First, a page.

SURREY, B.C. - British Columbia's police watchdog has ruled that four RCMP officers acted appropriately when the attempted arrest of a distraught former soldier ended in his death.
Independent Investigations Office director Richard Rosenthal has issued his report into shooting death of Greg Matters on Sept. 10, 2012.
The 40-year-old veteran of the Bosnian conflict was killed at a rural home near Prince George, B.C.
Matters' family, who has said Greg was suffering from post-traumatic stress disorder, is bitterly disappointed by the decision, saying serious questions remain. The family noted in a statement that they are pursuing a complaint with the RCMP about what they say was a police assault on Greg's mother that night when she tried to reach him.
Rosenthal's report details a two-day incident that began with a fight between Matters and his brother, resulting in a police standoff at a rural property and ending with shots fired as Matters became irrational during what had been a calm surrender.
The report said Matters was shot as he raised an axe and charged toward an officer who had just unsuccessfully tried to use a Taser to disarm the veteran of the Bosnian conflict.
Rosenthal said although there are inconsistencies in the officers' testimony, the differences don't appear to be an attempt to deceive.
"In order to conclude that the shooting officer may have committed an offence, I would have to find that he may have used excessive (deadly) force without the reasonable belief that it was necessary for the preservation of another officer from death or grievous bodily harm," Rosenthal said in the report.
"Based on the evidence that I have reviewed, I am not able to reach that conclusion."
Matters was a soldier for 15 years, his sister, Tracey, has said. He left the Canadian Forces in 2009 and after he returned to his home town in northern British Columbia, it became clear to those who loved him that Matters was suffering from PTSD.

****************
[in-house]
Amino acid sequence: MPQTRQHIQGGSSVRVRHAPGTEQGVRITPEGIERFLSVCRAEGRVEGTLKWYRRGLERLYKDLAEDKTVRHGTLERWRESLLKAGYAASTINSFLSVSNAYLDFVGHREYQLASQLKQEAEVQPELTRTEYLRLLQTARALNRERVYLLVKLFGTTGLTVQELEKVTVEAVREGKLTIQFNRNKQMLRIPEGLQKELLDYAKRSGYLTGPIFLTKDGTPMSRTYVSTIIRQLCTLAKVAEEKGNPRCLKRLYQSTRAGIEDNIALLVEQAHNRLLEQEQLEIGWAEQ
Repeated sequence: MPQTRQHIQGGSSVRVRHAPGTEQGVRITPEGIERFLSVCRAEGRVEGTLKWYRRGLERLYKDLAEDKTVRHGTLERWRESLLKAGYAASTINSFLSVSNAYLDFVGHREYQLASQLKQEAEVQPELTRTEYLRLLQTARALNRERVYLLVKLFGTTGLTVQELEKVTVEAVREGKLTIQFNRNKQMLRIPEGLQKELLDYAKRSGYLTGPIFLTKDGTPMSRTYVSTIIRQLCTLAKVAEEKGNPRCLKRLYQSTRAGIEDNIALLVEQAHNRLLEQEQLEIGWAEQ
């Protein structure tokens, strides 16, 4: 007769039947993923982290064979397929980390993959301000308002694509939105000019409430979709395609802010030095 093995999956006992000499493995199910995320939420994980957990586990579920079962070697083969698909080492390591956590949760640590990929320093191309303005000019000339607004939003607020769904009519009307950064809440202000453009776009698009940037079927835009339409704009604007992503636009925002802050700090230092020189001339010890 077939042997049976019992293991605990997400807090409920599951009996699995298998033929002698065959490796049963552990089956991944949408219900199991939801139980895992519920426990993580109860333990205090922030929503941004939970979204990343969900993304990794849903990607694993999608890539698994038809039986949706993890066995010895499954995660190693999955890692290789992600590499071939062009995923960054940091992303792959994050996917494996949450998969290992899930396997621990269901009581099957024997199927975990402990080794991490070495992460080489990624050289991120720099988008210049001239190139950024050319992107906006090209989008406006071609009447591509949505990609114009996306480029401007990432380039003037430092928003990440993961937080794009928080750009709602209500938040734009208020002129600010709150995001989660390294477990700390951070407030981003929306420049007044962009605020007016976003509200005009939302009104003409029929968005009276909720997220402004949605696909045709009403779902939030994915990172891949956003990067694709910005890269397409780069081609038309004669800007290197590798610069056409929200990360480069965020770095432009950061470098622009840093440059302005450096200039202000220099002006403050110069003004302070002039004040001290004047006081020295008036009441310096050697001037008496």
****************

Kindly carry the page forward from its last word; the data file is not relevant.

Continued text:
He began treatment at the Operational Stress Injury clinic in Vancouver, one of nine across Canada funded by Veterans Affairs, about a year and a half before his death.
Tracey Matters said her brother was making amazing progress.
"The Matters family appreciates that the IIO has a limited mandate, which is to establish criminal culpability, but it is still disappointed with many important aspects of the case," the family said in a statement Wednesday.
The statement said the family is particularly concerned about the treatment of Greg's mother, Lorraine Matters, that night, saying the woman was given permission to speak to her son, but when she attempted to reach him in the cabin where he was holed up, an officer pointed a machine gun at her, caused her to fall to the ground and dragged her along the road.
"The British Columbia Civil Liberties Association (BCCLA) and the Matters family allege that Lorraine’s treatment at the hands of the RCMP is inextricably linked to the shooting of her son," the statement said.
"She was treated as an active threat by police, rather than as an ally in negotiating a peaceful outcome."
The statement said the association is pursuing the incident through the Commission for Public Complaints against the RCMP.
The family also wants to know why Greg's psychiatrist was not allowed to speak with him.
"All of the surrounding circumstances of this case demand urgent investigation to determine the appropriateness and competence of the RCMP in this matter and whether this tragedy could have been avoided," Micheal Vonn, of the B.C. Civil Liberties Association, said in a statement.
In the hours before the fatal confrontation, Greg Matters sent a series of emails to the local newspaper, the Prince George Citizen, that mentioned his mental health struggles and his military service. He wrote of a dispute with his brother at his mother's home on the weekend, and a belief that RCMP were out to hurt him.
Matters' family was given the Memorial Cross award just two weeks ago in recognition of soldiers whose deaths are linked to their military service.